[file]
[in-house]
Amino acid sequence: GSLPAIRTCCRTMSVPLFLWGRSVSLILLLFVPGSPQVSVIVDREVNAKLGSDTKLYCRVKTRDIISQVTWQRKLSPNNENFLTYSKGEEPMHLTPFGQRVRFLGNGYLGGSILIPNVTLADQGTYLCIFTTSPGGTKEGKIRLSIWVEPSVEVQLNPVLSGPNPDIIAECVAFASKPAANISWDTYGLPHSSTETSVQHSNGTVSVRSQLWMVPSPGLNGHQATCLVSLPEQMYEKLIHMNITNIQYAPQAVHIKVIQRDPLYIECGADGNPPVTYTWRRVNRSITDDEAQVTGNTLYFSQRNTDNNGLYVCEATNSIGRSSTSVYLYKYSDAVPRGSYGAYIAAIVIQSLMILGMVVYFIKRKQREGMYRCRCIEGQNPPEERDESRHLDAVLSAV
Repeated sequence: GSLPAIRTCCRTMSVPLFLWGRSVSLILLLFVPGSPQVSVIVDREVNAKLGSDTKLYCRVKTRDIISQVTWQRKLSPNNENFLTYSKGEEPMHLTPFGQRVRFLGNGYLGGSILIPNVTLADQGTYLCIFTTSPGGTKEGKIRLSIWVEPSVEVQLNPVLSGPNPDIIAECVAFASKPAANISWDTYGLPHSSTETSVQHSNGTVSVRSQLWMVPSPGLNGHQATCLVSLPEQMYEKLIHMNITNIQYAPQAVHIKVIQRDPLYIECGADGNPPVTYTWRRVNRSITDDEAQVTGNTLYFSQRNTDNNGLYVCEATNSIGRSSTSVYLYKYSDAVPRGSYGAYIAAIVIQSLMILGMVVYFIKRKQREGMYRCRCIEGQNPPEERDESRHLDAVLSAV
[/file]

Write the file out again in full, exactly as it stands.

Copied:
[in-house]
Amino acid sequence: GSLPAIRTCCRTMSVPLFLWGRSVSLILLLFVPGSPQVSVIVDREVNAKLGSDTKLYCRVKTRDIISQVTWQRKLSPNNENFLTYSKGEEPMHLTPFGQRVRFLGNGYLGGSILIPNVTLADQGTYLCIFTTSPGGTKEGKIRLSIWVEPSVEVQLNPVLSGPNPDIIAECVAFASKPAANISWDTYGLPHSSTETSVQHSNGTVSVRSQLWMVPSPGLNGHQATCLVSLPEQMYEKLIHMNITNIQYAPQAVHIKVIQRDPLYIECGADGNPPVTYTWRRVNRSITDDEAQVTGNTLYFSQRNTDNNGLYVCEATNSIGRSSTSVYLYKYSDAVPRGSYGAYIAAIVIQSLMILGMVVYFIKRKQREGMYRCRCIEGQNPPEERDESRHLDAVLSAV
Repeated sequence: GSLPAIRTCCRTMSVPLFLWGRSVSLILLLFVPGSPQVSVIVDREVNAKLGSDTKLYCRVKTRDIISQVTWQRKLSPNNENFLTYSKGEEPMHLTPFGQRVRFLGNGYLGGSILIPNVTLADQGTYLCIFTTSPGGTKEGKIRLSIWVEPSVEVQLNPVLSGPNPDIIAECVAFASKPAANISWDTYGLPHSSTETSVQHSNGTVSVRSQLWMVPSPGLNGHQATCLVSLPEQMYEKLIHMNITNIQYAPQAVHIKVIQRDPLYIECGADGNPPVTYTWRRVNRSITDDEAQVTGNTLYFSQRNTDNNGLYVCEATNSIGRSSTSVYLYKYSDAVPRGSYGAYIAAIVIQSLMILGMVVYFIKRKQREGMYRCRCIEGQNPPEERDESRHLDAVLSAV